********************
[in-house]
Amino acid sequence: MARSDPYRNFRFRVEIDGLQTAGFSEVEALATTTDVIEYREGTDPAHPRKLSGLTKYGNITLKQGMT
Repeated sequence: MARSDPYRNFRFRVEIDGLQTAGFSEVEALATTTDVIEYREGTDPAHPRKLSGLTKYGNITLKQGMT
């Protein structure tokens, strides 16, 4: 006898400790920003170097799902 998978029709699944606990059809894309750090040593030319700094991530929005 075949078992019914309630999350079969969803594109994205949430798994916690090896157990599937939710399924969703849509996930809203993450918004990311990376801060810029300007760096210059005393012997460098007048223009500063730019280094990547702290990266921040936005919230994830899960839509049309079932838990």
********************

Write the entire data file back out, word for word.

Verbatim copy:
[in-house]
Amino acid sequence: MARSDPYRNFRFRVEIDGLQTAGFSEVEALATTTDVIEYREGTDPAHPRKLSGLTKYGNITLKQGMT
Repeated sequence: MARSDPYRNFRFRVEIDGLQTAGFSEVEALATTTDVIEYREGTDPAHPRKLSGLTKYGNITLKQGMT
């Protein structure tokens, strides 16, 4: 006898400790920003170097799902 998978029709699944606990059809894309750090040593030319700094991530929005 075949078992019914309630999350079969969803594109994205949430798994916690090896157990599937939710399924969703849509996930809203993450918004990311990376801060810029300007760096210059005393012997460098007048223009500063730019280094990547702290990266921040936005919230994830899960839509049309079932838990």